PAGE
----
“I don’t know what’s wrong with me, but I’m just not that into Christmas this year. I don’t want a tree, I’m not interested in buying presents; I just want to curl up with a book and be quiet.” My client looked at me half expectantly, half sheepishly.
“Well,” I replied slowly, “it sounds to me like you are really feeling into the true, archetypal nature of the season.”
She looked at me with some surprise, her curiosity piqued.
I went on to say that the origins of this season — the longest period of darkness in our calendar — are ancient. For thousands of years before Christmas or Hanukah or Kwanza or Eid or any of the religious holidays/holy days, our ancestors gathered together for warmth and security against an ever-encroaching night. Fires were lit, prayers were spoken and ceremonies enacted to beseech the sun to return and for life to be renewed. It wasn’t celebratory; rather, it was sacred and serious.
The stories that arose over the millennia from this powerful, potent, archetypal energy survive in us still. These stories became the myths that sustain us: how new life arises from the old, how the light survives the darkness, and how something much larger and more unfathomable than our mere, mortal selves moves and shapes the forces of our world.
Now, however, the season of Solstice has been stretched and twisted into the total opposite of what the season is about at a soul level, which is a time of quiet reflection and a focus on our place in the cosmos. Christmas, as it is currently marketed — uh, celebrated — is completely antithetical to what is natural and necessary at this time of year: It is busy, loud and extraverted.
One only need look to nature to understand the natural rhythm of the cycle of seasons and life; Winter is the quiescent, introverted part of a growth cycle. It is the necessary resting period that precedes new life and new growth. The natural energetic flow of winter is slow, inward, and quiet. No quiet, no rest, equals no growth or at best a very depleted, unhealthy plant. Or person.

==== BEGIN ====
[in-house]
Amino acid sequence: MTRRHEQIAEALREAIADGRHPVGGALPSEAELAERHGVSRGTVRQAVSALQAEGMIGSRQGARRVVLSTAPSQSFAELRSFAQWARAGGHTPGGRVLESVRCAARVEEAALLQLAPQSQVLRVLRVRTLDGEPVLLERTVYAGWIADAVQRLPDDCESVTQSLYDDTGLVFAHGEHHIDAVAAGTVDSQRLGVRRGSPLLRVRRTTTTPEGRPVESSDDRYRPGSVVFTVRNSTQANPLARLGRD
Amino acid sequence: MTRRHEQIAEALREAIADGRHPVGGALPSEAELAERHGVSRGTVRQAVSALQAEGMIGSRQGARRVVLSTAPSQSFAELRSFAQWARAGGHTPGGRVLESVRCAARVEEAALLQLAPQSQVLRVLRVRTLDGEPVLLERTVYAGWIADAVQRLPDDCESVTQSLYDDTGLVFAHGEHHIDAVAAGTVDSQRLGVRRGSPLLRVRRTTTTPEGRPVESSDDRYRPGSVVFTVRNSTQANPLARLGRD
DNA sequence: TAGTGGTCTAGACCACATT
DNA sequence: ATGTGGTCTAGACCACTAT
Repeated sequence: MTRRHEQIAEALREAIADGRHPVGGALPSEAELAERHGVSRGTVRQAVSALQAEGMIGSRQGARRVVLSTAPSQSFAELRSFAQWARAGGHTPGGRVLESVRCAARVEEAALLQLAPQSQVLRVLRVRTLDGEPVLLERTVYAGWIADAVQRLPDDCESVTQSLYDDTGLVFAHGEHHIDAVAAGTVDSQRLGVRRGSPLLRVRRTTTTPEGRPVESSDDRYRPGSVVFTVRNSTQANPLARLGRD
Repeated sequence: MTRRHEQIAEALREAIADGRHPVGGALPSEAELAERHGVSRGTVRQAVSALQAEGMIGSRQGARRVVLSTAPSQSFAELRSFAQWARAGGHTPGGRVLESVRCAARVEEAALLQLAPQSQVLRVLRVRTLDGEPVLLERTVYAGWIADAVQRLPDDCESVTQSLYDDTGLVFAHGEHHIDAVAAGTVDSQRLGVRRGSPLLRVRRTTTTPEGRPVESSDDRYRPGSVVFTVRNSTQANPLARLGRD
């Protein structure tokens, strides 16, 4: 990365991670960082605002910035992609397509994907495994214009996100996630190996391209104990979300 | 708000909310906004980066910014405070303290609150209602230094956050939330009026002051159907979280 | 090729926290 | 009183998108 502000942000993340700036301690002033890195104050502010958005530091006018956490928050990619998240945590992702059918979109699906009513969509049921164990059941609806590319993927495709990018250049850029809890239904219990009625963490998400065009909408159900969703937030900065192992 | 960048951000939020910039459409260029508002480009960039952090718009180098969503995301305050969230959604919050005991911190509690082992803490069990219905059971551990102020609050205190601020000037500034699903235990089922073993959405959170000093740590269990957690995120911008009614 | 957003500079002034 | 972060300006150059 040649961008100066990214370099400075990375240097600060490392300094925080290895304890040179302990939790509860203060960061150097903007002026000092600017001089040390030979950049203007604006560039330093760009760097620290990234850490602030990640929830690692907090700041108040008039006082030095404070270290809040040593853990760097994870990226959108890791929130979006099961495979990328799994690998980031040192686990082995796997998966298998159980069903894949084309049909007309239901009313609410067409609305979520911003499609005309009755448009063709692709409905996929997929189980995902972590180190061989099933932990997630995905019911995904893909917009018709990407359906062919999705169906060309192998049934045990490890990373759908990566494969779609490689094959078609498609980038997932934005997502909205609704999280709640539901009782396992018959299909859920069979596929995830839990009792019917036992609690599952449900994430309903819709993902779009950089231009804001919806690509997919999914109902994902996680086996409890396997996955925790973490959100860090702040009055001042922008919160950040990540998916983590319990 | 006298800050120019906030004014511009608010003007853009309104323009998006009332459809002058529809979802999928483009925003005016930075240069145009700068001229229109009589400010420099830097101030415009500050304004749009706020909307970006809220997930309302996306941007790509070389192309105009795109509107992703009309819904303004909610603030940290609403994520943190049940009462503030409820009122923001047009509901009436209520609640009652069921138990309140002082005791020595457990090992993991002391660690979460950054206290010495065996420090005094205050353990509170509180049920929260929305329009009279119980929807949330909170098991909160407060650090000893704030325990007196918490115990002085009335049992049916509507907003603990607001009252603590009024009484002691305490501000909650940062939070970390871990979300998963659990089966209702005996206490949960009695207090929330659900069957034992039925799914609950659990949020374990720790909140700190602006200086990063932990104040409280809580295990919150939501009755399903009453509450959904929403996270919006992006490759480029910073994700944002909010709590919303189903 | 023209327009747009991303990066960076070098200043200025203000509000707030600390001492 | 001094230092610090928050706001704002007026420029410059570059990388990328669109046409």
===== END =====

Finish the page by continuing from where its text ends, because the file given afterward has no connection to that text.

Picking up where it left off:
So for those of you who are not feeling particularly inclined to making merry, I say welcome to the true spirit of the season. You have tapped into a powerful, ancient and soulful current, unsullied by the agitating froth of materialism and false festivity. Now, don’t get me wrong; there is absolutely nothing wrong about feeling happy or festive, but if you’re not so inclined, it is not the mark of mental illness. There is nothing wrong with you and you are not a grinch. You are simply feeling the deep, instinctual and spiritual energy of the darkening of the light.
The time of darkness allows for the sort of illumination that is the greatest gift of all: to be filled with awe and wonder and gratitude and a sense of the numinous. In quiet darkness we come to know the Eternal and our own smallness and connection to it and we are appropriately humbled. In the darkness we think and feel differently. We slow our busy selves and take stock. We appreciate. We entertain our fears and depressions. We grow our souls. In the darkness, light is born.
We celebrate the solstice and Christmas and the like to mark our relief and happiness, our faith and hope and, ultimately, our gratitude for the return of the light and for the opportunity of continued life. We celebrate, in Gandhi’s famous words, that, “In the midst of darkness, light persists … In the midst of death, life persists.”
There is no light without darkness, no growth without rest, no appreciation without deprivation, no insight without turning in. The beauty of this season is ample in its quiet, resting perfection. So if you aren’t in mall mode or feeling holly jolly, rest easy. You’re in perfect sync with the eternal, ancient cycle of life. Flip off the lights, look at the stars, consider Nature and count yourself blessed.